Rental market growth: Latest update
According to the latest UK Rental Market Report, commissioned by a popular property portal, there has been strong year-on-year rental growth across most regions of the UK.
This growth has largely been driven by high rental demand and limited supply.
1. City living
The current trends of high rental demand and limited supply are most pronounced in city centres. As students, office workers, and international tenants return, cities are experiencing a surge of post-pandemic pent-up demand.
Year-on-year growth in the rental market has been recorded at 9.1% outside London and 15.7% in London. This is a significant increase, following a decade of growth outside London which has usually hovered between 1-4%. Right now, London’s rental market is facing unprecedented demand that is outstripping supply, to the extent that tenants have reportedly been offering to pay higher rents to secure their chosen property.
Average monthly rents have been estimated at £995. This is an increase from £897 per calendar month in 2021. This sharp rise in rents is stretching affordability, with the average rent now 37% of gross earnings for a tenant in sole occupancy.
London, Cambridge and Bristol appear to have the highest average rents per calendar month at the moment. Aberdeen, Newcastle and Liverpool have the lowest.
3. Duration of tenancy
On average, it takes 14 days to let a property in the UK. The usual tenancy length has been rising since 2017, with the average time between rental listings coming to the market increasing from 52 weeks in 2017, to 75 weeks in 2022.
Experts have suggested tenants may be remaining in existing properties for longer to avoid an increase in rent by moving to a new property. Certainly, tenants who secured property at a discounted rental rate during the pandemic are likely to want to retain their arrangement for as long as possible.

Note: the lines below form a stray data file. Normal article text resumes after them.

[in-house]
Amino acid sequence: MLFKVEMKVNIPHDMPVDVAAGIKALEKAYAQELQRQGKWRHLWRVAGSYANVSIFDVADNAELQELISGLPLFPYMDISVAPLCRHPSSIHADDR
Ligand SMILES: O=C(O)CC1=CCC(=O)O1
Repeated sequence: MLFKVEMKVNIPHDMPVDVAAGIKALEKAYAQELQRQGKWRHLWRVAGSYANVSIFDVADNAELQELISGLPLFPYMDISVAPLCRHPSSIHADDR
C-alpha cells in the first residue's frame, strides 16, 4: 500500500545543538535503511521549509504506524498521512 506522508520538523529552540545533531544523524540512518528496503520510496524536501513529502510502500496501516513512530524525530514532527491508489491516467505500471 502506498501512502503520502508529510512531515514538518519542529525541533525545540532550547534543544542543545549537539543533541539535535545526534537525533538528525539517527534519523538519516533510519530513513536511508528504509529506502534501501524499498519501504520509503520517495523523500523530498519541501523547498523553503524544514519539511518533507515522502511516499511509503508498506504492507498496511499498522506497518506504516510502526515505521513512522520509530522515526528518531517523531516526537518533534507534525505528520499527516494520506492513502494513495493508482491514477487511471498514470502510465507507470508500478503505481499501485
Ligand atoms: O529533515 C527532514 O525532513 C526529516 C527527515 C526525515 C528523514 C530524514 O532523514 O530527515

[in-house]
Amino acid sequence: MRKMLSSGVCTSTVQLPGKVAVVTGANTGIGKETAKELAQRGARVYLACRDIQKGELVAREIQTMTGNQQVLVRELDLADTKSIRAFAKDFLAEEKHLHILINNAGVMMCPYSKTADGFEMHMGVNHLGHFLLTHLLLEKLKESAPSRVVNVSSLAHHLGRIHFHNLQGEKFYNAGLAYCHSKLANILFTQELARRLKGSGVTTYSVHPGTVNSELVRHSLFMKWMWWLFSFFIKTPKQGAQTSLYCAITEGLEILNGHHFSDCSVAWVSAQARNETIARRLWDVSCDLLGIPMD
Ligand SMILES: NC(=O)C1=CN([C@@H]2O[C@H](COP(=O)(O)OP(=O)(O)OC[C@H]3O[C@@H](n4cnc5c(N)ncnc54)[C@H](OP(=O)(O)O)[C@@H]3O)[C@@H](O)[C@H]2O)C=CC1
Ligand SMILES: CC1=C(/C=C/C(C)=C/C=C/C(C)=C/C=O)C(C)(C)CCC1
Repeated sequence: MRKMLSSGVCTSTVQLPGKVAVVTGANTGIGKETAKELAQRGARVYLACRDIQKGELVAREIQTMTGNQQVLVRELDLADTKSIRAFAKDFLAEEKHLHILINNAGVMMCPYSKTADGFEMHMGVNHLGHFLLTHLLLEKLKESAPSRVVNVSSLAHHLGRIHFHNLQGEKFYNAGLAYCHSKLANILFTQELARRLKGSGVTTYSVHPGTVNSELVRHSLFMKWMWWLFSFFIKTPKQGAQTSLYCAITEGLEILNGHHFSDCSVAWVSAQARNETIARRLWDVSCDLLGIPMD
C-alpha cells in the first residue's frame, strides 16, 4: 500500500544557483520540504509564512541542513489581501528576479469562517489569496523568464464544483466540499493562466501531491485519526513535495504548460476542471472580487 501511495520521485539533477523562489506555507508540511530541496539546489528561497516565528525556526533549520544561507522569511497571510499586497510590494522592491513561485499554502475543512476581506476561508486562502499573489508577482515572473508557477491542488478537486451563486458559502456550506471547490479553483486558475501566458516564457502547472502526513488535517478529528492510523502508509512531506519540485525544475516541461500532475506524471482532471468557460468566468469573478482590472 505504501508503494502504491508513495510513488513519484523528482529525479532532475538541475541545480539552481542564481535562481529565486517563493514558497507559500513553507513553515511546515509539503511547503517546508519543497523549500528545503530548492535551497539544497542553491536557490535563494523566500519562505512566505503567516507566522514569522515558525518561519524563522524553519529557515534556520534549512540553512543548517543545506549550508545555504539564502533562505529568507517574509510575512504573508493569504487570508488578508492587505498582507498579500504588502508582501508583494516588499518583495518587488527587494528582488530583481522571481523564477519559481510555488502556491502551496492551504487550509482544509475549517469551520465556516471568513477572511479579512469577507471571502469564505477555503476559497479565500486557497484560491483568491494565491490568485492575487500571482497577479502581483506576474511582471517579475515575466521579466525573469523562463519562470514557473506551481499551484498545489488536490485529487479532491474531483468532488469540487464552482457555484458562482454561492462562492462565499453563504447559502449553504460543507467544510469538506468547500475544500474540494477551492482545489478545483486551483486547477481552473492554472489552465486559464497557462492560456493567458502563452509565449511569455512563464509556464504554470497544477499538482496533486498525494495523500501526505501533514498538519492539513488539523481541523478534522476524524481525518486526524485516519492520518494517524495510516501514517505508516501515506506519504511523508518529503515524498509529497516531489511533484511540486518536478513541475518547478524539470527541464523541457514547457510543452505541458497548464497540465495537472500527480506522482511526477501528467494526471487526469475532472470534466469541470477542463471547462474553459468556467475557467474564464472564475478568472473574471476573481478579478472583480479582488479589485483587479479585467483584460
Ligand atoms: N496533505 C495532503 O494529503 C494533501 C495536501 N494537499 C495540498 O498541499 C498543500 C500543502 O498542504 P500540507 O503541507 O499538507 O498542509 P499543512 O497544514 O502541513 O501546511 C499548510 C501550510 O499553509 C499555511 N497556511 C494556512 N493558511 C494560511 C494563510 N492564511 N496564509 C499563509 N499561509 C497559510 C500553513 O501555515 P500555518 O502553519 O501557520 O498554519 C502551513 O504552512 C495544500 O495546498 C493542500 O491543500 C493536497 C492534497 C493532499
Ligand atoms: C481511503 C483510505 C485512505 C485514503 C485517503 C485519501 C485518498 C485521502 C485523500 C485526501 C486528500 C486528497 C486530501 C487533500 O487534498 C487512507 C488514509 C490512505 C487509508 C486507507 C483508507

4. Interest rates
With rising interest rates, there is potential for renters to feel the impact of higher mortgage rates on landlords. Nevertheless, it has been suggested that most landlords will have fixed-rate mortgage deals, meaning any change in interest rates is unlikely to prompt a sudden wave of increased rents. Ultimately, local demand will determine whether landlords can pass on increased costs to tenants.
5. A return to normal levels
Rental growth is expected to slow this year, as the ‘bounce-back’ from the pandemic eases and renters feel the pinch of the cost of living crisis. Experts are predicting rental growth excluding London to be 4.5% by the end of the year. Within London, that figure has been estimated to be slightly lower, at 3.5% growth in the rental market by the end of the year.
If you would like an updated valuation or a quotation for managed services on properties within your rental portfolio, get in touch.
This article was originally published by BriefYourMarket and is reproduced here with their permission.
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